File image of New York Mets chairman and CEO Fred Wilpon talking to reporters at a news conference in New York

An in-depth profile of Fred Wilpon, with bonus Reyes, Beltran and Wright-ripping

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If you have the time — and if you don’t, I suggest you make the time — go read this profile of Fred Wilpon in The New Yorker. It’s easily the most in-depth thing I’ve ever read about him, his life, his ownership of the Mets and — of course — his dealings with Bernie Madoff.

My biggest overall takeaway: Wilpon seems like a very nice and thoughtful man who truly loves baseball, and the story of his journey form Bensonhurst to the top of the real estate and sports world is impressive.  You can see why Bud Selig — who also fits that description, minus the Bensonhurst — is far more willing to work with Wilpon and help see him through his ownership issues than, say, Frank McCourt who is off-putting in just about every way imaginable. You can also see that, if it ever comes to that, Wilpon will probably do very well with a jury, even if he certainly has to hope it never comes to that and if the author of the story, Jeffrey Toobin, believes that a settlement of the case is inevitable.

None of this really changes the basic situation with Madoff and the lawsuit — that’s a story about numbers and risk-management, and what someone in Wilpon’s shoes should have known and when, not a story about personalities — but the story certainly does put a human face on a situation that is so complex that it is often rendered in the most cartoonish terms.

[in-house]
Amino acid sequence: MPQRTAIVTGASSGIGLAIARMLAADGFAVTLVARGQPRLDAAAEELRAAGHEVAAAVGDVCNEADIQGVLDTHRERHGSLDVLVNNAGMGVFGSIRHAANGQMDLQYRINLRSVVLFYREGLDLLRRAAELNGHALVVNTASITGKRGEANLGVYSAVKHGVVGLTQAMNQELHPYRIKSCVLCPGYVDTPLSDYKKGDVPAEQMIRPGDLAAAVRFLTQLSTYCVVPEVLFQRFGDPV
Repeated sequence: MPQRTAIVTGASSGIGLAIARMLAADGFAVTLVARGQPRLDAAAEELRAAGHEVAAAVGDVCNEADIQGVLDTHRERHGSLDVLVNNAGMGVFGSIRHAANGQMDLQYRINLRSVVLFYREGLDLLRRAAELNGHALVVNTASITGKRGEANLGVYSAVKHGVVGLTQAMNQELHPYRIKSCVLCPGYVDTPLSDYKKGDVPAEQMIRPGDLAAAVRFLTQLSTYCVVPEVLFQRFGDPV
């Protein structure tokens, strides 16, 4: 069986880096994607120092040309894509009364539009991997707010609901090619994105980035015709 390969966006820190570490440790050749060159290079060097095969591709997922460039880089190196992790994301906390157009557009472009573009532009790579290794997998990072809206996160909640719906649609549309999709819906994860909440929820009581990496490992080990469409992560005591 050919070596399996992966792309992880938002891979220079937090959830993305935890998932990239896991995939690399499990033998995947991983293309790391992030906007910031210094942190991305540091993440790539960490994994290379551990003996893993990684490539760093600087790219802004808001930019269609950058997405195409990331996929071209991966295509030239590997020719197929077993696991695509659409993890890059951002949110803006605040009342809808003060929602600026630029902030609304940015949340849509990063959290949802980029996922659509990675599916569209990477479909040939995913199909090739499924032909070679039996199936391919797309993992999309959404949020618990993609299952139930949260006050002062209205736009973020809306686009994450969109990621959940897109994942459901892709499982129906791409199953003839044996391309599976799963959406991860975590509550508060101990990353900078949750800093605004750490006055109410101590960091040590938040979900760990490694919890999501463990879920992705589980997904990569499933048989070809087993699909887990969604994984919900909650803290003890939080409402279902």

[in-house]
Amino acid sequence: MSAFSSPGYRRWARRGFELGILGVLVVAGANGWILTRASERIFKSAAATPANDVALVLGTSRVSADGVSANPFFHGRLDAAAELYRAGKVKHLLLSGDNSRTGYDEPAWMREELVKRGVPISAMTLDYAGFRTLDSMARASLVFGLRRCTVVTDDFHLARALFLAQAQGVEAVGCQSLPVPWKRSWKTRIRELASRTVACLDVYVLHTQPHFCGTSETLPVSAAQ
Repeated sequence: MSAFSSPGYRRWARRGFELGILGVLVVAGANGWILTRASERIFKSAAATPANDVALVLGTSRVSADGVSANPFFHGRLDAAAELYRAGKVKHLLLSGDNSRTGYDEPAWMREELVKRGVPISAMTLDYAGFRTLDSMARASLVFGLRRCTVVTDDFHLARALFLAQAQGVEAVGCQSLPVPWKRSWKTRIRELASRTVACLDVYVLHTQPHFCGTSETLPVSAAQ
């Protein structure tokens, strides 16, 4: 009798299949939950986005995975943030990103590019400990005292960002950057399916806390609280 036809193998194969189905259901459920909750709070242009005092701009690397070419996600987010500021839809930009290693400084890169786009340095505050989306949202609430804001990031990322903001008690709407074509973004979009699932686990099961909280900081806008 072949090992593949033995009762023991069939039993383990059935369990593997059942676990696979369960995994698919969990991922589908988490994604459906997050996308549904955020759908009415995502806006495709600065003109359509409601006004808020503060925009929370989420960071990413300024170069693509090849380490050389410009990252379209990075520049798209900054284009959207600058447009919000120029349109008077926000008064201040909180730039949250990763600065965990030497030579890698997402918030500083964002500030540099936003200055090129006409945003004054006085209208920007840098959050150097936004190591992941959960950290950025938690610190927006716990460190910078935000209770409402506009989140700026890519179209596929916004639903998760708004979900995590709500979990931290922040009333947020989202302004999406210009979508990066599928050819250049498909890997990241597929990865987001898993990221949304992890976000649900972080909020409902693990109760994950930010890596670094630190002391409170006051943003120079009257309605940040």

On the baseball side, the biggest takeaway is probably going to be what he said about Jose Reyes, David Wright and Carlos Beltran.  Of Reyes: “He thinks he’s going to get Carl Crawford money … he won’t get it.” Wright: “A really good kid. A very good player. Not a superstar.” Also, when a supposed “Mets curse” was mentioned, Wilpon pantomimed Carlos Beltran not swinging at the famous Adam Wainwright curveball that ended the 2006 NLCS and he called himself a “schmuck” for giving Beltran his $119 million deal.

Of the Mets overall, Wilpon said “we’re snakebitten, baby” and referred to them as “a shitty team.”  You can understand where the “let’s kill our best players” mentality and the self-loathing that surrounds the Mets comes from.

Oh, and this paragraph, which has little to do with Wilpon’s overall story, is nonetheless a key insight into the baseball ownership business:

He and his partners bought the Mets just before the real-estate market began a sustained boom. And he didn’t anticipate that owning the Mets would boost his seemingly unrelated business interests. “No one had heard of us before we bought the Mets, and afterward the change was dramatic,” Wilpon told me. “I don’t think someone has not returned one of my telephone calls in thirty years. It’s a small club, owning a baseball team, and people want to be near it.” As Katz told me, “You take the chairman of the board of a bank, with his grandson, on the field to meet David Wright, and make that grandfather a hero, and you do business the way we do business, it opens up everything.”

The business of baseball ain’t all about tickets sold.